Londoner sets his sails on a gruelling, around-the-world race
Gaurav Shinde, 33, is putting his life on hold to enter a race that many sailors never finish
Londoner Gaurav Shinde, 33, is working to prepare for a race that many would say makes a marathon seem like an afternoon jog.
Even a climb up Mount Everest or an entry in an Iron Man doesn't quite offer the same challenge as the competition Shinde is gearing up for: the Golden Globe Race 2022.
It's a sailing competition, but this is no tour around the bay followed by a round martinis at the yacht club lounge.
The Golden Globe Race is a continuous, around-the-world solo sailing completion that can take anywhere from 200 to 350 days to complete. It starts in September of 2022 in southern France. Many don't finish. In the last race, held in 2018, only five of the 18 who set sail from the start managed to reach the end.
Some lost their masts, others were knocked out by equipment problems.
Shinde is signed up for what promises to be a gruelling test of his sailing skills. And he can't wait.
"I know I'm a good sailor, I'm not worried about my seamanship," he said. "No two days are going to be the same, it's about hanging in there. There are going to be nights that I'm going to hallucinate but I have to make sure I don't give up at those points and can find my way back into the race."
Modern technology not allowed
Sailors in the Golden Globe Race are barred from using any technology built after 1968. That's when Sir Robin Knox, a British sailor, became the first person to sail solo non-stop around the world.
No GPS navigation or computer-aided autopilot are allowed. Sailors in this race have to navigate by sextant.
Even a digital wrist watch or an iPod is verboten. Also, boats are not allowed to pull into port for rest, repair or to avoid bad weather. Although race boats are equipped with engines, the engine compartments are sealed by race officials before the start. Firing up the engine, even in an emergency, would mean instant disqualification.
Shinde would love to enter the Vendée Globe, the premier single-handed around-the world solo sailing race. Those sailors are allowed the latest technology, requiring millions of dollars. No sailor can consider entering unless they've got deep pockets or a sponsor who does.
"Sailing is expensive and I come from a modest lower-caste background in India," he said. "The Golden Globe race is doable for me."
Also, he considers this race a supreme test of seamanship.
"Some of the Vendée Globe skippers wouldn't be able to do this race," he said.
A boat rebuilt
And so when it comes to financing his entry and getting the boat ready, Shinde has to pretty much do everything himself.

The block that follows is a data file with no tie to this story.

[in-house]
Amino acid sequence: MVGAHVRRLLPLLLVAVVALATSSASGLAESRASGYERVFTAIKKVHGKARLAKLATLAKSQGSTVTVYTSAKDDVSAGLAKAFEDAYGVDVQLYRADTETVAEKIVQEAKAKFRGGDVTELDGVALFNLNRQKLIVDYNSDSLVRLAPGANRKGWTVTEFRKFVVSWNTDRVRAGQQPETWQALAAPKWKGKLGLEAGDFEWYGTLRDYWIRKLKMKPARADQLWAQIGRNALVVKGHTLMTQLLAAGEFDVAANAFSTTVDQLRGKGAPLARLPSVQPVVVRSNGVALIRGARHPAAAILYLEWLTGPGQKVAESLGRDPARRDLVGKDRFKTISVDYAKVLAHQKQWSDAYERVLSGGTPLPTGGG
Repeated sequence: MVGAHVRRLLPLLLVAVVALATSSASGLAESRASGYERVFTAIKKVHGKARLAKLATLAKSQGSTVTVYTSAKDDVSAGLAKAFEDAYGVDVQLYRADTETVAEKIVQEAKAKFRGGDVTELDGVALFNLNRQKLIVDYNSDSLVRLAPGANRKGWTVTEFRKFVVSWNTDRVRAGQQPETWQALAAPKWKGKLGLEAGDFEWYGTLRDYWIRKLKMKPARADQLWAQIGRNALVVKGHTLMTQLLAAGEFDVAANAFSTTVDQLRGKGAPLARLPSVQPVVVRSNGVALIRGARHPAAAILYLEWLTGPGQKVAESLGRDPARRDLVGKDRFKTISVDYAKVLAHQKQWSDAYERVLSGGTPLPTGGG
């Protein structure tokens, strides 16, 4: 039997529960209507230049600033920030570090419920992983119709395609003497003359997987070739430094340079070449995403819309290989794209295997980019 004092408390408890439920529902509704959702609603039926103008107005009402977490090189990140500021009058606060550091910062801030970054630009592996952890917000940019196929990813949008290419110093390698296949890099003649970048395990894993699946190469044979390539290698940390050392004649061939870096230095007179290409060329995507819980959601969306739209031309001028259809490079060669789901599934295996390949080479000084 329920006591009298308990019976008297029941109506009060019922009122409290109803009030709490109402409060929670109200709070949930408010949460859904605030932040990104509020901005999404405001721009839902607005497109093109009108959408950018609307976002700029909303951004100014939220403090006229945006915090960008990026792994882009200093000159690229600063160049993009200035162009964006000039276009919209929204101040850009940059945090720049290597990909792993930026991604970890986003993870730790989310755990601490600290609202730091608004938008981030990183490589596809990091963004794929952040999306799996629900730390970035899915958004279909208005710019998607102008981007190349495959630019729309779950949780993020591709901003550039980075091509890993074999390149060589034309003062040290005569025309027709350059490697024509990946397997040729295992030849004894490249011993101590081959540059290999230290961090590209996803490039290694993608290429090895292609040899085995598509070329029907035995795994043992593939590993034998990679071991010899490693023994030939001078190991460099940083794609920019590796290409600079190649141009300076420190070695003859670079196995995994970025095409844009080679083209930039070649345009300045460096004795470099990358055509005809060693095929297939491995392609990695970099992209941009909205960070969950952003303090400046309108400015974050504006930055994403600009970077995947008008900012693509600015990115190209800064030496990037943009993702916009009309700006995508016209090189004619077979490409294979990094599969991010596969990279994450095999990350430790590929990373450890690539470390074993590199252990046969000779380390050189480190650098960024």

These days he's busy working to restore and retrofit the 34-foot Ta Shing Flying Dutchman / Baba 35 cutter he bought for the race. Built in 1980 and renamed Good Hope, he plans to paint it Canadian red and white. He will remove much of the equipment to transform it from a pleasure cruiser to a vessel that can withstand weeks of pounding on the open sea.
The New York-based former owner of the boat sold it to Shinde at about a third of its market price. The vendor also floated Shinde an interest-free loan as his contribution to his entry in the race.
"It is funny how people come together to help you achieve your dream," said Shinde.
His love of sailing began as an 11-year-old in the Sea Cadet Corps in his native India. When a friend tricked him into entering an open-sea solo race off India's coast, Shinde was both fear-stricken and enthralled by the challenge of taking on the open ocean by himself.
He came to Canada in 2015, earning his MBA at Ivey Business School at Western University. He worked for Google for four years and is currently working at in digital marketing with 3M in London.
Life on hold
But his career and everything else in Shinde's life will be put on hold for this race, which he estimates will cost him $200,000 to enter, including the cost of the boat. To save money he and his wife are selling their house in north London and plan to live on the boat — which is currently dry-docked near St. Catharines — until it's ready for the water.
It's a series of sacrifices, all to enter a sailing race that has a paltry prize of just £5,000, or less than $10, 000 Canadian.
Shinde is looking for sponsors, something many sailors in the race do help cover their costs.
And while just finishing the race would be a massive achievement, Shinde clearly has his sails set on a higher goal.
"I am very confident that I am the right person to win the race," he said.